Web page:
Demonstrators march through downtown Chicago following the Nov. 24, 2015, release of a video showing Chicago Police Officer Jason Van Dyke shooting and killing Laquan McDonald. Van Dyke has now been charged with first-degree murder in the Oct. 20, 2014, shooting in which the 17-year-old Laquan was shot 16 times.
Scott Olson/Getty Images

On Tuesday night, video of yet another black teen being killed by a white police officer caught the attention of the world. The video of now-former Chicago Police Officer James Van Dyke killing 17-year-old Laquan McDonald was finally released after a court order. The release came on the heels of Van Dyke’s charge for murder Tuesday.

Within minutes of the video’s release, media outlets posted the nine-minute clip. But one media outlet decided to take it one step further.

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The Daily Beast posted a looping GIF of Laquan getting shot in the back by the officer—a looping GIF on Twitter, which did not give people the opportunity to decide whether or not they wanted to see yet another death put on display.

People on Twitter were outraged, and rightly so.

Anonymous threatened to hack the site’s Twitter account if it didn’t remove it, and others on Twitter had their opinions about the GIF:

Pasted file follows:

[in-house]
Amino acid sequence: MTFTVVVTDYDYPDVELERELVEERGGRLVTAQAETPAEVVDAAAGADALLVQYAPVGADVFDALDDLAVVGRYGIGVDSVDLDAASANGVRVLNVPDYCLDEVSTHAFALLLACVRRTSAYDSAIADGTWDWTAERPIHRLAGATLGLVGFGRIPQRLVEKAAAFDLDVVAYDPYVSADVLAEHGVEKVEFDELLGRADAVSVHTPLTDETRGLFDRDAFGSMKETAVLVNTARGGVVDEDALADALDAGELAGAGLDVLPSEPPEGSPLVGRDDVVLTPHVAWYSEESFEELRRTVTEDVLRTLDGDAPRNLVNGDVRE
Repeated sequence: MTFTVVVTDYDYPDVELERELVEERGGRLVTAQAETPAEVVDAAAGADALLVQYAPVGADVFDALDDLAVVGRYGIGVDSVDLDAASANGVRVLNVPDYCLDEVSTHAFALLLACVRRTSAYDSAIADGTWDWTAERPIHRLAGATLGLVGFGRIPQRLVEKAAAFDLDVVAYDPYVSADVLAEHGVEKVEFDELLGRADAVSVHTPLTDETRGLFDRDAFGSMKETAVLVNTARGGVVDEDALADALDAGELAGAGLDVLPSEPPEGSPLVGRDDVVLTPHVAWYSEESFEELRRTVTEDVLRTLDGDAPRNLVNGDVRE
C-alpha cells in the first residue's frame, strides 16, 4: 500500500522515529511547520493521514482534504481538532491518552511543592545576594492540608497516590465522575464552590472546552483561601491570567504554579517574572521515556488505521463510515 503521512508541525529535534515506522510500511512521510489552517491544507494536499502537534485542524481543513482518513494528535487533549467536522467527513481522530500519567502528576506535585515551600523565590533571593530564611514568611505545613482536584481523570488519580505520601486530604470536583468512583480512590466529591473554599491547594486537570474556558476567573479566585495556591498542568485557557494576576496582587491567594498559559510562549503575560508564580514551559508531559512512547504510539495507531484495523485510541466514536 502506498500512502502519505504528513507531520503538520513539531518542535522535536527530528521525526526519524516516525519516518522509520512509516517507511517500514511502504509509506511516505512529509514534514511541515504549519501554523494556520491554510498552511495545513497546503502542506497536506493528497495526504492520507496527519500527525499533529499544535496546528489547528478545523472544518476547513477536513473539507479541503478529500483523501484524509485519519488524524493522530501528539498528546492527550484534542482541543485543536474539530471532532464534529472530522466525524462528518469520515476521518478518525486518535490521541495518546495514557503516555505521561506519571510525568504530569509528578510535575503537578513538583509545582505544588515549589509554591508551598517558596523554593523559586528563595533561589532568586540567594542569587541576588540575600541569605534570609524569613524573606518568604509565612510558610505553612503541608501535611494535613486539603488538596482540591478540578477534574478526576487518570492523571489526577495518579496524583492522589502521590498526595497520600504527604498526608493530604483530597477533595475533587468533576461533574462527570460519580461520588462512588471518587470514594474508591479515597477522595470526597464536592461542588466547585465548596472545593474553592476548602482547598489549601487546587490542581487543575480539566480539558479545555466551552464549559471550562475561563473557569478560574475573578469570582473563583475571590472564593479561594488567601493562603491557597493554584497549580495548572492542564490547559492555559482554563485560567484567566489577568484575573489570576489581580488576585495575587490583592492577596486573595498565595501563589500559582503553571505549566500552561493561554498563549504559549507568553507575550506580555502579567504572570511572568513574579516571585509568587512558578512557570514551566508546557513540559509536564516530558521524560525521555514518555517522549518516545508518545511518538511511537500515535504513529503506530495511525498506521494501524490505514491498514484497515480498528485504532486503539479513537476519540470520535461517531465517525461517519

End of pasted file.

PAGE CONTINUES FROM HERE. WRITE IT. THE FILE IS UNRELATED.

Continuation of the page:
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https://twitter.com/TheAnonMessages/status/669324247769219073https://twitter.com/BritniDWrites/status/669314494234034177https://twitter.com/HousingWatchMD/status/669331761348915200https://twitter.com/PigtownPrincess/status/669334905982222336https://twitter.com/prof_carrington/status/669314922090733568https://twitter.com/Mattieologie/status/669309852733194241

To display a looping GIF was disrespectful not only to Laquan and his family but also to people on social media who purposely wanted to look away from the shooting. When a news outlet posts a video, people have the option to push play, but when an image like a GIF is forced upon you on social media, it’s a totally different story. 

Not everyone wants to see someone getting killed. How many times this year have we seen black people literally slaughtered by law enforcement? The shock value that the Daily Beast attempted to display was sickening and uncalled for. 

Goldie Taylor, the Daily Beast’s editor-at-large, released an apology, saying, “By tweeting a GIF, we unintentionally trivialized a death. We are deleting.”

How about too little, too late?

As one Twitter user noted above, the looping GIF was strikingly similar to the photos of lynchings that whites used to share. Black lives didn’t matter back then, and it seems as though, to certain news outlets, they don’t matter now.

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